In fact, according to the official bilateral extradition treaties records of the United States; Egypt is the only Arab country besides Turkey that has an extradition treaty with the US.

It is up until very recently that newly elected President Abdel-Fatah El Sisi started to take action towards concluding more extradition treaties due to the fundamental change of circumstances; i.e. the Jan 25th Revolution ousting the Mubarak Regime and the 30th of June Uprising that ousted the Muslim Brotherhood from office. These events led to the escape of many political characters that were under trial for a cornucopia of crimes against the state to the Gulf countries. Since then, President Sisi has, according to Al-Monitor and The Cairo Post, issued a decree on the extradition of foreign defendants to uplift Egypt’s state-benefit and international image. This, of course, was a response to the controversy over the Al-Jazeera journalists who were treated as political characters with the accusations of fueling violence and political turmoil through false information during the uprisings of Jan 25th and June 30th. However, this was accompanied with firm extradition agreements with the Gulf States of the UAE, Saudi Arabia, Kuwait and 3 other nations not including the infamous Brotherhood-supporting Qatar; to whom the Egyptian government is still trying to conclude extradition agreements with. These agreements were purely political as they were designed “requesting the arrest and extradition of 28 Brotherhood leaders who fled to these states after the events of June 30”.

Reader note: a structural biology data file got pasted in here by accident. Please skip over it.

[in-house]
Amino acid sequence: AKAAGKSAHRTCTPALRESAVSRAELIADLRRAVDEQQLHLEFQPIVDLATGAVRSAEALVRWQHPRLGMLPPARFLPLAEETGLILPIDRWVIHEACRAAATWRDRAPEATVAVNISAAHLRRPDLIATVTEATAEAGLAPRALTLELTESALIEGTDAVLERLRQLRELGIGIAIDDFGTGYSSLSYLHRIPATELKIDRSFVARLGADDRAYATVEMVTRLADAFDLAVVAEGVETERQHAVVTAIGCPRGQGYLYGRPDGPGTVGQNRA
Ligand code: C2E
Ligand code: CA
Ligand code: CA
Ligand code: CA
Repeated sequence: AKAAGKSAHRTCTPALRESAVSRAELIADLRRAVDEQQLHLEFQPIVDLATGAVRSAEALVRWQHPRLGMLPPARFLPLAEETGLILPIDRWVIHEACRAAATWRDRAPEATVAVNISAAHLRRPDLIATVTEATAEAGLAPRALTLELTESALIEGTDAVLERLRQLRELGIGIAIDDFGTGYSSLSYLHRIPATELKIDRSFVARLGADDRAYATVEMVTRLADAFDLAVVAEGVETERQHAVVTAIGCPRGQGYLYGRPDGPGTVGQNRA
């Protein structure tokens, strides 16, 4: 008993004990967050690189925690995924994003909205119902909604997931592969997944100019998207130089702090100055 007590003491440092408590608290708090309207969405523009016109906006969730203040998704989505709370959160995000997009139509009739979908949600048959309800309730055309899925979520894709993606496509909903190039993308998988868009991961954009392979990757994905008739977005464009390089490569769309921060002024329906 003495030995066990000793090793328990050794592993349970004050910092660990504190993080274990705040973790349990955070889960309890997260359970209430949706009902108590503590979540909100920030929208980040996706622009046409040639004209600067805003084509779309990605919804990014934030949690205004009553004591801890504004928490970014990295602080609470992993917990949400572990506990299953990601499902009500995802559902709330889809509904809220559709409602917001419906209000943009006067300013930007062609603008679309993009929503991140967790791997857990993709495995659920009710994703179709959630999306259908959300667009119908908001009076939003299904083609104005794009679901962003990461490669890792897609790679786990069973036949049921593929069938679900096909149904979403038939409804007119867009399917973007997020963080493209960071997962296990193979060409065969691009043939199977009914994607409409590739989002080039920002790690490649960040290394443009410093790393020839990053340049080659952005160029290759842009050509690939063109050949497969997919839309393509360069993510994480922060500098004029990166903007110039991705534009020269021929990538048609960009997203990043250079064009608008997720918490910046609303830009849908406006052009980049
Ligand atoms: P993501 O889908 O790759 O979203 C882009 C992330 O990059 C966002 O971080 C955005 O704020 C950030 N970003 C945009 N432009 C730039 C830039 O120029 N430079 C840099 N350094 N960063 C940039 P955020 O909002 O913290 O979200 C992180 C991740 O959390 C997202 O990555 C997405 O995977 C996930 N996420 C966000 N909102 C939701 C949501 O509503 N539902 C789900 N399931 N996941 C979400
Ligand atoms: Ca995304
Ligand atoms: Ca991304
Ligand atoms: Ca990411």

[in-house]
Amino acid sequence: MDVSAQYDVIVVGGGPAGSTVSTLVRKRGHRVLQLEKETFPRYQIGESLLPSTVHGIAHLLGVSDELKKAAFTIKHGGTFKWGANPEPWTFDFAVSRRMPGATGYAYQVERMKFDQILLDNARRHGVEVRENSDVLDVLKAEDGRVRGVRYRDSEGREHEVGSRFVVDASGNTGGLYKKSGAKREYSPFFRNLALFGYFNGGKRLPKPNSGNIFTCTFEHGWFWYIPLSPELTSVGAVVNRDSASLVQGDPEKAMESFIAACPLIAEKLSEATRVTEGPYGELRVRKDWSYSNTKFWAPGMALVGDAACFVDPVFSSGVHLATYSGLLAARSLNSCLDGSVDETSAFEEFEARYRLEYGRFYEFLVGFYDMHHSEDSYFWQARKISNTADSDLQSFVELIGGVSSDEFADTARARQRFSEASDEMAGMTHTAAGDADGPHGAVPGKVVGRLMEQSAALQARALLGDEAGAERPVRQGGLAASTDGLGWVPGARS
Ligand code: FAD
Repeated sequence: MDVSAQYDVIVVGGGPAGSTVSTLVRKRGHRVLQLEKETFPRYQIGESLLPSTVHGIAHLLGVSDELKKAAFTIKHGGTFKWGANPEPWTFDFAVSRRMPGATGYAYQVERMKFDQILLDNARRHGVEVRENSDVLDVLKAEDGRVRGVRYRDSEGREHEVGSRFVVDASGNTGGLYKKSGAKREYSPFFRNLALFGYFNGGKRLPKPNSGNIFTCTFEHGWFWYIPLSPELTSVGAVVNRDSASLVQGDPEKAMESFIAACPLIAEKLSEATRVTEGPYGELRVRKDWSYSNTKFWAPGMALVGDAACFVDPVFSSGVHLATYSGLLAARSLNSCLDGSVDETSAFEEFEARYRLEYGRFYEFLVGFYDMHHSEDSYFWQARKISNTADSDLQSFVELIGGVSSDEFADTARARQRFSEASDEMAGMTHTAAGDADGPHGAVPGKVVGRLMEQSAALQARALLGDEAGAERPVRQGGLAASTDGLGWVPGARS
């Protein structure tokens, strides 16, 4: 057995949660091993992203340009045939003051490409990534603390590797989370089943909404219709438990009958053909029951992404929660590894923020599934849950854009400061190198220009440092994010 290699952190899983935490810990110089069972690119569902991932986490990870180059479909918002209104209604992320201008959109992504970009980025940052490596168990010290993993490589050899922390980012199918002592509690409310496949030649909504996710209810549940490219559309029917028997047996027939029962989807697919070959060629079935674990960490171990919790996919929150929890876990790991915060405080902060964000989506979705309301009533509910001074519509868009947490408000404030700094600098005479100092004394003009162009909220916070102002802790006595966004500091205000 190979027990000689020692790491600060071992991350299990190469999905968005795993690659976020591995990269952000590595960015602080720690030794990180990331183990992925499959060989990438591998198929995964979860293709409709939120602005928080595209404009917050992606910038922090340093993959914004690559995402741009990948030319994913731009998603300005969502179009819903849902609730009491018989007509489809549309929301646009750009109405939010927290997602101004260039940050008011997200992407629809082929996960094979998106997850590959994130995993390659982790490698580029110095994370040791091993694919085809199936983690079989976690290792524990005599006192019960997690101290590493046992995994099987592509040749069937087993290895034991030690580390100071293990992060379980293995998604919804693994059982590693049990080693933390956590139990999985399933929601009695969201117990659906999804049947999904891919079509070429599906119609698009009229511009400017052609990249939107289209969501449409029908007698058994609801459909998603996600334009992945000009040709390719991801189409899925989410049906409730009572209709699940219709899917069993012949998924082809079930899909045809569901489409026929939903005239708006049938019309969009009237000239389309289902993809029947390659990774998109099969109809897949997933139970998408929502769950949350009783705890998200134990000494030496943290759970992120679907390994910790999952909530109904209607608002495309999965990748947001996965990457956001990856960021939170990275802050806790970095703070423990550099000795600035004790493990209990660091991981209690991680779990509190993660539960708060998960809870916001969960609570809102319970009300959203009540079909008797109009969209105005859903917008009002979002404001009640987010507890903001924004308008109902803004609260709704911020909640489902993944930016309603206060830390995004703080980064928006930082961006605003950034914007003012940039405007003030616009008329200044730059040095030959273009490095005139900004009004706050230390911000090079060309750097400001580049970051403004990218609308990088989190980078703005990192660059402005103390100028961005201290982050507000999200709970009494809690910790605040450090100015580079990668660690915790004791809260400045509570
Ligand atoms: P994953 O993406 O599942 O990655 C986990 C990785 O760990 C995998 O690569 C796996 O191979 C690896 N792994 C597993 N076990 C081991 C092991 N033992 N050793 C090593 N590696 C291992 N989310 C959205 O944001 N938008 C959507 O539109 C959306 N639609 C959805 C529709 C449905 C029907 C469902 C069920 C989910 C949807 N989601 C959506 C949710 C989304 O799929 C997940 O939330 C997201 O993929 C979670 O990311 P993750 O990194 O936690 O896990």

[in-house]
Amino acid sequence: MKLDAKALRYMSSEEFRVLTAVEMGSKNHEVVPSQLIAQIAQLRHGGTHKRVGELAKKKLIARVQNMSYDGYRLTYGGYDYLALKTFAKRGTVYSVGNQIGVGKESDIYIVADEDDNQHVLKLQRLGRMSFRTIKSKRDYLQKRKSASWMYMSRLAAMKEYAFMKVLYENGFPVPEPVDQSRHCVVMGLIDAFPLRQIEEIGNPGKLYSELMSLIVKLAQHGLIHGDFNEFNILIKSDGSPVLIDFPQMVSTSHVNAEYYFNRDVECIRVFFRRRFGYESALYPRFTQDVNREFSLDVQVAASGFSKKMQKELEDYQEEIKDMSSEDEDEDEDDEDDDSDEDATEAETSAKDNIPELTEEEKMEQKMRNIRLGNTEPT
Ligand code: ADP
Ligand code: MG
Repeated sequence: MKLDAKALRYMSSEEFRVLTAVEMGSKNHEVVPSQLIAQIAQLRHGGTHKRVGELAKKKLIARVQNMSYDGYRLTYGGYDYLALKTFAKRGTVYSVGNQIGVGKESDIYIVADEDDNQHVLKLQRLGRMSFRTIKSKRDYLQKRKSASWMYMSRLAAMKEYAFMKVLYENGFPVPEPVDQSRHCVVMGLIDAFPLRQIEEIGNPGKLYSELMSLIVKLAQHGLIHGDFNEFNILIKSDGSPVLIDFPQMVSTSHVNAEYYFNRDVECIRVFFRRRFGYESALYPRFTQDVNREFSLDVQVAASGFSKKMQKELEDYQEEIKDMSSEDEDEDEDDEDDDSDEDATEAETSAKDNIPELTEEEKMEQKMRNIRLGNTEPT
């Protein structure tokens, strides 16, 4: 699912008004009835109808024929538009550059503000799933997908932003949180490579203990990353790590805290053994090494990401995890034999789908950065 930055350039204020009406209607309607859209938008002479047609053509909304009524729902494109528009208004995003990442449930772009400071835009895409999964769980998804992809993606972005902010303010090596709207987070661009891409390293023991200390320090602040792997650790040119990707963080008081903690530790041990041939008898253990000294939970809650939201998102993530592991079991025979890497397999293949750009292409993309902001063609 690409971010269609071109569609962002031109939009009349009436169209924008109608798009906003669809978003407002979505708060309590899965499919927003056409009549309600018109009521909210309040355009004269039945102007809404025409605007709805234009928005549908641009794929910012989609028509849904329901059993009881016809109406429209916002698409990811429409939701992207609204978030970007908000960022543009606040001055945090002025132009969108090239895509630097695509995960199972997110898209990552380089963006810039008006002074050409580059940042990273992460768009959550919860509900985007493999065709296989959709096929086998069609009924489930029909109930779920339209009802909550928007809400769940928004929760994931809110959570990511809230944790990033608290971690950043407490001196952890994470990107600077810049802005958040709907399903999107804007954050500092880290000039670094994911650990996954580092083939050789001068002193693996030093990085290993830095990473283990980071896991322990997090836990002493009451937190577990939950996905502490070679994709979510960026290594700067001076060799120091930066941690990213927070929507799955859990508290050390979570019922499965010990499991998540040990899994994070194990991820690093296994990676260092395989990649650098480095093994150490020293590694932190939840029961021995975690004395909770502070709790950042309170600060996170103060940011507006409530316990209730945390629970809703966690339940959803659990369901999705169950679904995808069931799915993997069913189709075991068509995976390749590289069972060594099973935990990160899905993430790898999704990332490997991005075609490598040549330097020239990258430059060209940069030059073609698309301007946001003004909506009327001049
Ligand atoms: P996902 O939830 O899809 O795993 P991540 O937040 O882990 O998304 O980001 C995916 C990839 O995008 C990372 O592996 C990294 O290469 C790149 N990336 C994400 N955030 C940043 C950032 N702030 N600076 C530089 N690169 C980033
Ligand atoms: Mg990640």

It is clear through these actions that the Ottoman Empire extradition agreement is actually more symbolic than a functional agreement such as that between Egypt and the Gulf States which actually has a designated list of targets that the agreement is set for. It translates, to me, as a status-quo oriented contract that is rather a show of allegiance rather than an agreement towards a mutual benefit/cooperation. The supervening impossibility of performance caused by Article III makes the agreement minute in effect as it only relates to ordinary criminals and only serves their benefit in escaping unnecessary incarceration before their actual trial until preliminary agreement is reached between the states on their fates.

In conclusion, extradition is highly political rather than legally motivated; which makes the Ottoman treaty ineffective in application due to Article III of the treaty. It can be proven through that extradition contracts are highly political through a comparison of the Ottoman Treaty with the new extradition laws passed by Sisi nowadays which are highly politically motivated. This is not to imply that they bypass or interfere or even relate to the Ottoman treaty which is only relevant to US/Egypt criminal exchange but; it juxtaposes with the treaty to argue that the Ottoman treaty is ineffective since it does not allow the exchange of political characters (Article III) which is precisely the subject of agreement of the current extradition treaties in the Gulf countries. Moreover, the Ottoman treaty is rather symbolic of the “good relations” between the regional power states (the West/The Middle East) but has no real application due to the highly political nature of extradition that contrasts sharply with Article III of the treaty which protects political characters.